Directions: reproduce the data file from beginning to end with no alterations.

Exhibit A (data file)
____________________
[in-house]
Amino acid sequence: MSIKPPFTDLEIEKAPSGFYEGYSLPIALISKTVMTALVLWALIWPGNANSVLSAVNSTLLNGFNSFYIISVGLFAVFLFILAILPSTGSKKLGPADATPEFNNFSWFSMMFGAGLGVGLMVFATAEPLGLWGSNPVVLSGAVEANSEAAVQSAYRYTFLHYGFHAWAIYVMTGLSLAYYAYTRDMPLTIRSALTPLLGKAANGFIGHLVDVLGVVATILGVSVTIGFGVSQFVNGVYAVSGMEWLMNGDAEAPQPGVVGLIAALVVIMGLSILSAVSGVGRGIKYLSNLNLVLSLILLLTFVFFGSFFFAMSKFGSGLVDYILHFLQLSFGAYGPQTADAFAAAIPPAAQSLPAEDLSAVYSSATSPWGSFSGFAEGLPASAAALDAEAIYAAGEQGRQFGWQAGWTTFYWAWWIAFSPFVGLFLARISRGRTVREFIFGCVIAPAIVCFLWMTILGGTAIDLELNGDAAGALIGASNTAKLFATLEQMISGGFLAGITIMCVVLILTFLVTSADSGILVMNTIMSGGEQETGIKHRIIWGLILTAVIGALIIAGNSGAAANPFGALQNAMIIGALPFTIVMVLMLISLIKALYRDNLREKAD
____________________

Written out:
[in-house]
Amino acid sequence: MSIKPPFTDLEIEKAPSGFYEGYSLPIALISKTVMTALVLWALIWPGNANSVLSAVNSTLLNGFNSFYIISVGLFAVFLFILAILPSTGSKKLGPADATPEFNNFSWFSMMFGAGLGVGLMVFATAEPLGLWGSNPVVLSGAVEANSEAAVQSAYRYTFLHYGFHAWAIYVMTGLSLAYYAYTRDMPLTIRSALTPLLGKAANGFIGHLVDVLGVVATILGVSVTIGFGVSQFVNGVYAVSGMEWLMNGDAEAPQPGVVGLIAALVVIMGLSILSAVSGVGRGIKYLSNLNLVLSLILLLTFVFFGSFFFAMSKFGSGLVDYILHFLQLSFGAYGPQTADAFAAAIPPAAQSLPAEDLSAVYSSATSPWGSFSGFAEGLPASAAALDAEAIYAAGEQGRQFGWQAGWTTFYWAWWIAFSPFVGLFLARISRGRTVREFIFGCVIAPAIVCFLWMTILGGTAIDLELNGDAAGALIGASNTAKLFATLEQMISGGFLAGITIMCVVLILTFLVTSADSGILVMNTIMSGGEQETGIKHRIIWGLILTAVIGALIIAGNSGAAANPFGALQNAMIIGALPFTIVMVLMLISLIKALYRDNLREKAD